The off-road capable van is helped that there is a frame on the van and it is very similar to the 4x4 pick-up.
The european transit and sprinter do not have a frame to support weight and stress, it's the body that does that.
You can get some from factory in 4x4 with low body clearance, if you want high clearance, it cost way more (at least in europe) to have it done and still no frame.
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Old 05-27-2010, 09:38 AM   #9
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Re: Future of Full Size ford Vans

Andrew, unfortunately passenger vehicles with a separate chassis are going to go the way of the solid rubber tyre and the leather clutch. They are expensive to make, not as safe as unit-body cars/vans, either for the occupants or the things they hit and are likely to disappear completely from manufacturing in the next decade. The few European engineers I have met are always amused and horrified at how we still build trucks and vans in the USA.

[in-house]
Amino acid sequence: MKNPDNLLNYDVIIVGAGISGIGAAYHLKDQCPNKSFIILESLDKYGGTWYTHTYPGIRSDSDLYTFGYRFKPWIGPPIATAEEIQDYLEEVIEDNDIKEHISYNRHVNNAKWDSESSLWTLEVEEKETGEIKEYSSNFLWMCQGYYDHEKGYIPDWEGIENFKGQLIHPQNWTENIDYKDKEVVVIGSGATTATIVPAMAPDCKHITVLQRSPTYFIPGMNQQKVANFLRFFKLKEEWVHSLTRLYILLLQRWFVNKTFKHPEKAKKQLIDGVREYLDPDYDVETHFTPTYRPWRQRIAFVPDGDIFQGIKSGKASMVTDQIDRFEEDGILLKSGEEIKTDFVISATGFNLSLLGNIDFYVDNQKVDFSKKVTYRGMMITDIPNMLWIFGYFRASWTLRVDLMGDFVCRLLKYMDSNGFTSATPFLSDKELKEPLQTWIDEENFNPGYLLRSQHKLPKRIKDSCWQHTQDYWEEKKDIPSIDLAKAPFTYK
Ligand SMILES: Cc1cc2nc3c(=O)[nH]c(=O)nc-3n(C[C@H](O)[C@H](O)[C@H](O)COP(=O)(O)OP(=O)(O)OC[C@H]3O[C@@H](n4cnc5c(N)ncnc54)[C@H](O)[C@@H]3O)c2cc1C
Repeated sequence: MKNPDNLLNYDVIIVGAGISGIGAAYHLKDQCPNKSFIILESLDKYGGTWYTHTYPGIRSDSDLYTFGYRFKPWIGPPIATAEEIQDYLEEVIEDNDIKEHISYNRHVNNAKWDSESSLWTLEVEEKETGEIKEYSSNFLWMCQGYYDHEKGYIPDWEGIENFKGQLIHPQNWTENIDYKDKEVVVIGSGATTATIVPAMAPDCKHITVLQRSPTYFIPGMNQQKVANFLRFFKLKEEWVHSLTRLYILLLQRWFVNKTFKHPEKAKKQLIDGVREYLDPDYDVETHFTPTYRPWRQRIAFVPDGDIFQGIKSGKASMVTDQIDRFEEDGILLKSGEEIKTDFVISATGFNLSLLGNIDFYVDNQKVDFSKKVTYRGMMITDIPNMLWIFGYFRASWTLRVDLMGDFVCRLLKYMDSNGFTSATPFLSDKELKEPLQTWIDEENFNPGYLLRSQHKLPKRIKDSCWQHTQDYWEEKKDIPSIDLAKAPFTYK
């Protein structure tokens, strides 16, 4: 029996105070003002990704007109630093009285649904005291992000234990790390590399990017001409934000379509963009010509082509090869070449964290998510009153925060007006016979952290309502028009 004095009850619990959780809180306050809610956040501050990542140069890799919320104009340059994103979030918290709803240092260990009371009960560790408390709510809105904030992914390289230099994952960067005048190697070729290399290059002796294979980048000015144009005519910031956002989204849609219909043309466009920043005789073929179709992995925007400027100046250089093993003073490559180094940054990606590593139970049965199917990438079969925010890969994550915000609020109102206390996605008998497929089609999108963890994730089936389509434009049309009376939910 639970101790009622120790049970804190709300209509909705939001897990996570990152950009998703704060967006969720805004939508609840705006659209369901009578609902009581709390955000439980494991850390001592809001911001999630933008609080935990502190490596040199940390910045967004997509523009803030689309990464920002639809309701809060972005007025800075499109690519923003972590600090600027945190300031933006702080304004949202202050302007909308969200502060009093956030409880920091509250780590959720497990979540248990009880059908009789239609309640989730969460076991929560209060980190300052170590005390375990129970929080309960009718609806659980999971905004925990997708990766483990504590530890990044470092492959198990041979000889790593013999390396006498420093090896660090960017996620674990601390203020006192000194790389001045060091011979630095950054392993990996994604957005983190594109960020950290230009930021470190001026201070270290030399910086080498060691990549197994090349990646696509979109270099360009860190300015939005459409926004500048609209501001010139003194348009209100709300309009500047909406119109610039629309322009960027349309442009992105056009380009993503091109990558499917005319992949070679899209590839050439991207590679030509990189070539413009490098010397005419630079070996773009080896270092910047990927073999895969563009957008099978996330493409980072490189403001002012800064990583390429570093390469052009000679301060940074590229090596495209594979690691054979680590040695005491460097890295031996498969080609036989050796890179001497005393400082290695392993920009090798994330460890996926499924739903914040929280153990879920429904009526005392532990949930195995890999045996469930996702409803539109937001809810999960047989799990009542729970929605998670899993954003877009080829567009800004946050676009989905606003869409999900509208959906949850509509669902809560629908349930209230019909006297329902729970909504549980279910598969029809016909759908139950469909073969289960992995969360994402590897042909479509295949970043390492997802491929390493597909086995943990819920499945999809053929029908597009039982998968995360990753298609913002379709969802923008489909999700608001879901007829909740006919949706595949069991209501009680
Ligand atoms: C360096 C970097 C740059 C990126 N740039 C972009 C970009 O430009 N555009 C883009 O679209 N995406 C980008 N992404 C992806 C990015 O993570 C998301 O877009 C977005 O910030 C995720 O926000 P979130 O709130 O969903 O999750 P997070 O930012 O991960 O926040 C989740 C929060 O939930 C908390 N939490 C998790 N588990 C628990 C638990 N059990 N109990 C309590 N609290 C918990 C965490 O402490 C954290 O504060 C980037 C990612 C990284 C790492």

I would also say that we should look on the bright side: typically European and Japanese vans are very efficient in terms of interior space, have relatively short wheelbases for maneuverability, are safer, much more fuel efficient and handle extremely well. (After looking at pictures of the Nissan NV2500 I would have to exclude that from the above comment. To me it looks like a WW I ambulance, purely a styling exercise for the US market with little thought given to practicality.) I have driven Iveco (Fiat) turbodiesel vans, Japanese vans and the new VW T5 TD vans in Europe and in my estimation they are far superior to anything we have available here.

My guess, hardly a revelation, is that fuel costs are likely to continue to rise and we will see more and more relatively efficient vehicles brought in to the US. Since we don't make them here but they are readily available from multiple European and Asian car manufacturers we'll just import them. On this note, the Transit Connect is only available with diesel engines in Europe, both rated at more than 40 mpg in town. Why we got a gas engine with a city rating of 20 mpg in an otherwise excellent vehicle only god and Ford know.